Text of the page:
I did miss living in a dorm room but I felt I had enough of that type living while in the barracks of 29 Palms. I think that choice allowed me to focus more on the academics of school rather than the social aspects. To be honest though…I don’t know what benefits you more in the long run.

    Sometimes I wish I went to a huge state school and was able to experience the dorm life, football games and collegiate pride that a lot of my friends were able to enjoy.

    Anyone else have advice to share those who are yet to make that decision?

  • http://www.facebook.com/profile.php?id=16505767 John Mast

    I attended SUNY Geneseo for four years and lived on campus every year. Barring special circumstances, I would always recommend living on campus. Everyday you are surrounded by students with similar interests: receiving a quality education, meeting new people, getting good grades, and finding the best drink specials for that night.

    • http://www.facebook.com/people/Patrick-Barry/616925248 Patrick Barry

      You make a good point there John. There are social aspects and networking on campus that are probably key to the development of a person.

  • Paul

    I attended St Bonaventure Univ. for four years – lived on campus for two of those years and lived off campus (with friends) for two years.

    My advice to prospective students would be to live on campus for at least a year or two, if not longer, if financially feasable. Beyond the whole immersion into college-life aspect, which is undoubtedly significant, I feel this is the time when young adults find themselves, so to speak. You are on your own fending for yourself for potentially the first time, doing your own laundry, making dinner for yourself, allocating time to study (without having a parent peering over your shoulder.) It just breeds responsibility and the maturation process. Unsure if one can achieve similar results living at home.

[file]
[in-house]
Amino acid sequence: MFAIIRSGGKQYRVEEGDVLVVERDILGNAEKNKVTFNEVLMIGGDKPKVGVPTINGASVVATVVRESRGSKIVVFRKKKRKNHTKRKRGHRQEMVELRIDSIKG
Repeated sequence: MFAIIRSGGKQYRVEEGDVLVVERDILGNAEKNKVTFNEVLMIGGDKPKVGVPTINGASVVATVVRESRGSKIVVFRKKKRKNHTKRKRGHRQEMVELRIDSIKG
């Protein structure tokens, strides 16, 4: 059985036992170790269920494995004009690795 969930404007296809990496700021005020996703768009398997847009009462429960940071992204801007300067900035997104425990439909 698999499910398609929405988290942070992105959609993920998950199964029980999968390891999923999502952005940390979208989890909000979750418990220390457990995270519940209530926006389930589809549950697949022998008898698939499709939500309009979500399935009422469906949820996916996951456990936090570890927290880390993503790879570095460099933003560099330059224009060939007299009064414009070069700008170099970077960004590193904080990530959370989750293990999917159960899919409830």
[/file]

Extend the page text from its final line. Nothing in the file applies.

In short, I reccommend students leave the nest and throw themselves completely into college life.

  • http://www.facebook.com/people/Benjamin-Barry/43001745 Benjamin Barry

    Live it up– live on campus. Why live at home? You’ve spent your entire senior year of high school getting mentally and emotionally prepared to leave home. Do it. If you can’t afford the campus room and board, get a hole-in-the-wall apartment with five of your smelly friends and eat noodles every dayl. You have to test yourself and you have to experience some freedom while doing it.

    I lived on campus straight out of high school and ended up in the Marine Corps after a year and a half. I’m not sure things would have gone any differently if I was living at home. Later I went back and finished school with a mix of living situations, but all of them away from the comforts of mom and dad.

    Most people only allow a few years to live wild. If you’re one of them, live it well.

  • Katie

    I attended Michigan State University and lived on campus for 5 semesters and in an apartment with friends for a year in the middle.